False questions and unasked questions
Commentator Bradley Burston, writing in Ha’aretz (2 August) on several themes including the continuation of the Jewish state, managed a heap of confusions in just a few sentences, but failed to ask a heap of important questions.“ I fully recognize as valid the opinions of those who oppose the idea of a specifically Jewish state. I would only ask that they be honest and open about it.”
We quite agree. But who are these people who are not “honest and open” about wanting a clearly multi-racial state? Certainly everyone in the One State movement is perfectly happy to say so, and to outline all the reasons. These dark hints about a hidden agenda are just meant to fuel paranoia, and to give the impression that a Single State is such a terrible thing to utter that people have to be devious and secretive.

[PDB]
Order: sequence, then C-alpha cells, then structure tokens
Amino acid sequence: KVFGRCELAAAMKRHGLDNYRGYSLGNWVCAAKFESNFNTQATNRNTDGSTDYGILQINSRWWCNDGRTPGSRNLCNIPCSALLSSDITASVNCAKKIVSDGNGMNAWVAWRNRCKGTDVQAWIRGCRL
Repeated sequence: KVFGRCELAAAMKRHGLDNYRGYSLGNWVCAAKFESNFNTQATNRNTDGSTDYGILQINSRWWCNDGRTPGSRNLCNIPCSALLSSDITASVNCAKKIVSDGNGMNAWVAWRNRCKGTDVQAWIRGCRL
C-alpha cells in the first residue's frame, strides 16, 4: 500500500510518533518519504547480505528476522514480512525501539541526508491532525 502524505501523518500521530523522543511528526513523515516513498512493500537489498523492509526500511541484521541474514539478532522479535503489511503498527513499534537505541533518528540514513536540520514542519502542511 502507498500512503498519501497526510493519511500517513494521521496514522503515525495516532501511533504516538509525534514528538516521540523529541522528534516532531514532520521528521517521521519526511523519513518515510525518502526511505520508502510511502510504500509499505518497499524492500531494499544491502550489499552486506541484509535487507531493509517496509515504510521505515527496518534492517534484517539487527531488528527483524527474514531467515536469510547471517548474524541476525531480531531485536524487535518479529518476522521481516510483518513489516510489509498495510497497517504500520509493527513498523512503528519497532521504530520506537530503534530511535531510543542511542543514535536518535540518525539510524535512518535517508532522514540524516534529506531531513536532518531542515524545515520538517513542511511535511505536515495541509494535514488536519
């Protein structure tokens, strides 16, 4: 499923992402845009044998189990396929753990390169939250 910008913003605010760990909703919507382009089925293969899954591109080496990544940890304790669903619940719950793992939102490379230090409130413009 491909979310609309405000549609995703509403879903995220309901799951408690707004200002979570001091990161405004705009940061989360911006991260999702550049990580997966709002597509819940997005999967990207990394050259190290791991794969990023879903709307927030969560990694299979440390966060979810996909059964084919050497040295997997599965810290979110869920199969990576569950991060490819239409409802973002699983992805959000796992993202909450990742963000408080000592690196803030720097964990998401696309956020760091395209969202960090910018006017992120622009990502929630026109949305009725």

“As a supporter of the idea of a truly democratic Jewish state alongside an independent and sovereign Palestinian state, what I cannot accept is the idea that formally Muslim states are acceptable, where a Jewish state is not.”
Three problems here.
First, we have this “truly democratic Jewish state”: a true democracy (or any democracy for that matter) means majority rule, irrespective of race or ethnicity. In any area with shifting populations and a large number of Palestinians having a UN-endorsed claim to a right to return to their homeland, the ethnic character of the state’s majority cannot be both democratic and pre-determined. (And that assumes that a majority is static and defined by ethnicity and not variable and defined by politics.)
Second, does he really support an independent and sovereign Palestinian state, with full control of its own water, borders, foreign alliances, security and armaments, airspace and infrastructure? If not, maybe he is the one not being “honest and open”.
Then we get to the big one, his complaint that “formally Muslim states are acceptable, where a Jewish state is not”.